Surface-enhanced Raman Spectroscopy (SeRS)

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Surface-enhanced Raman Spectroscopy (SeRS) is a chemical and biological sensing technique that has been around for nearly three decades.  Even considering SeRS continuity, researchers are still studying the technique and developing new innovations in raman spectroscopy.  The technique is founded on the phenomena that excited electrons on the surface of materials produce observable changes in wavelength when a photon undergoes inelastic light scattering (Raman Effect).  The Raman Effect is the result of the excitement or relaxation of a molecule’s vibrational mode.  One can enhance this Raman Effect by placing the material being examined on a roughened, nanothin layer of a native metal such as gold, copper or silver[1]

SeRS allows for detection of a number of biological and chemical analytes ranging from anthrax to bacteria to radionuclides.  SeRS is used to improve food safety, enhance human health, and detect threats to human health and national security.  Additionally, SeRS can be used in portable, low-cost applications for field investigation in rural or urban environments.  SeRS is used in the public and private sectors as well as academia.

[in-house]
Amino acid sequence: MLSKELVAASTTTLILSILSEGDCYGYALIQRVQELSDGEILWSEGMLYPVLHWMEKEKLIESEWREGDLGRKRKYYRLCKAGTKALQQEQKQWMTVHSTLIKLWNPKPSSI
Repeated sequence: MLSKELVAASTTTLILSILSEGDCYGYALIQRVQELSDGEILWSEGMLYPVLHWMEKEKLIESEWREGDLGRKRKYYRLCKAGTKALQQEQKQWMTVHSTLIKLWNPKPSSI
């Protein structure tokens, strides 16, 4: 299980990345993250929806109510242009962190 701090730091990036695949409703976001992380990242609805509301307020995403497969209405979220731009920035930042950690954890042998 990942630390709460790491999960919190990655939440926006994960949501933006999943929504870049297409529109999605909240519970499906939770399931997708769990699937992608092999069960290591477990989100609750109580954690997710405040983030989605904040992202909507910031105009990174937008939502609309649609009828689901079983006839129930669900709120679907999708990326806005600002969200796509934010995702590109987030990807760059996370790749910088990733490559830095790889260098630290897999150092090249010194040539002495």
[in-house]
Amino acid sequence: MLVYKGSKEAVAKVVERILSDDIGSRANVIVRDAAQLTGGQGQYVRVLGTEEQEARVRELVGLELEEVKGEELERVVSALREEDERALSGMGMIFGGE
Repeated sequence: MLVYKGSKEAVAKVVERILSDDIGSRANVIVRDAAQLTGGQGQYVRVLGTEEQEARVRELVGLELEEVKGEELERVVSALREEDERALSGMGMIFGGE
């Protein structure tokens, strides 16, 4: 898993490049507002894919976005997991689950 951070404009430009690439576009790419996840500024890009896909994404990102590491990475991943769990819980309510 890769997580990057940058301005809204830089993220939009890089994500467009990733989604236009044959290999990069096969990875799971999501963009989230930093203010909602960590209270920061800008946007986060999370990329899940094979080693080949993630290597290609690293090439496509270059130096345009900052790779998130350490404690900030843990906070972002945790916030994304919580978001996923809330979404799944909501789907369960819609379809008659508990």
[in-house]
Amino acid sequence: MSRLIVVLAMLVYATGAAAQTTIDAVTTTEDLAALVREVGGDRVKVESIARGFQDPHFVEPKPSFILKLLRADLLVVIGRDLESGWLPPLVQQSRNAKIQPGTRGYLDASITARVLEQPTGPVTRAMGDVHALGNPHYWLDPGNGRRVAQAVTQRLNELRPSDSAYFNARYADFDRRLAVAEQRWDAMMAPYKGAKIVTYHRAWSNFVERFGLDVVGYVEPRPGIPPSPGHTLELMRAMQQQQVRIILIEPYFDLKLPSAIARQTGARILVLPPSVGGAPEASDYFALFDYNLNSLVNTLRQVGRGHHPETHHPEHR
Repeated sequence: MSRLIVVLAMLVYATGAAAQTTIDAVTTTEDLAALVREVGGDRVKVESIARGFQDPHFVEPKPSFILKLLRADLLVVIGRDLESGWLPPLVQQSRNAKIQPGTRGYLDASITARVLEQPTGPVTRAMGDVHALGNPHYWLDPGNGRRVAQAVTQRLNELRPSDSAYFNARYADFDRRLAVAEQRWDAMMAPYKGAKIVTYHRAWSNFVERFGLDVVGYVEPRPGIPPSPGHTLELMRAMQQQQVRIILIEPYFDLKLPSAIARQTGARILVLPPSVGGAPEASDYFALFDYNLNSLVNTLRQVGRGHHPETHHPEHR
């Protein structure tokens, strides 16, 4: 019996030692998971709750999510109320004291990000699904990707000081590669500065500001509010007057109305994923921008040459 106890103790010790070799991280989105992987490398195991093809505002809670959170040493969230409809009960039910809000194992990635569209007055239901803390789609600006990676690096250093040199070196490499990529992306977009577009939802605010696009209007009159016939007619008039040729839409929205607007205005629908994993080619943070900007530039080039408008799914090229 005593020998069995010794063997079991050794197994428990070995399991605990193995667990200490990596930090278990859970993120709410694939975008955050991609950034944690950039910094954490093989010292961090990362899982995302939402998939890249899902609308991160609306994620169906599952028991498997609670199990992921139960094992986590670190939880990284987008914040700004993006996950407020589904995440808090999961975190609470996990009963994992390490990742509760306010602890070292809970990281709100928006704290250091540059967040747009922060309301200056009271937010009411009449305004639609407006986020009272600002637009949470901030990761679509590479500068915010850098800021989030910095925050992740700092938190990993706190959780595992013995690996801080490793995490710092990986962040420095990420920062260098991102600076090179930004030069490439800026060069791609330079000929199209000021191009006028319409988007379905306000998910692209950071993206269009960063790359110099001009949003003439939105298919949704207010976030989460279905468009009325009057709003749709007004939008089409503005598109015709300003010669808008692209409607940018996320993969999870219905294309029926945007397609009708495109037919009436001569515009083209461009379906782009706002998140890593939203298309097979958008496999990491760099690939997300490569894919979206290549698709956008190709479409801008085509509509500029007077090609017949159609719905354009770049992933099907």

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The addition of native metal thin films greatly amplifies the Raman Effect, allowing scientists to detect matter as small as a single molecule.

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This technology has improved food safety and national security by allowing cheap and accurate sensing of chemical and biological agents. The use of SeRS is ubiquitous and is used in a number of industries and sectors both public and private. Additionally, advancements in the science and technology of SeRS is ongoing, creating new and improved applications for SeRS.

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There are few environmental or ecological risks associated with SeRS.

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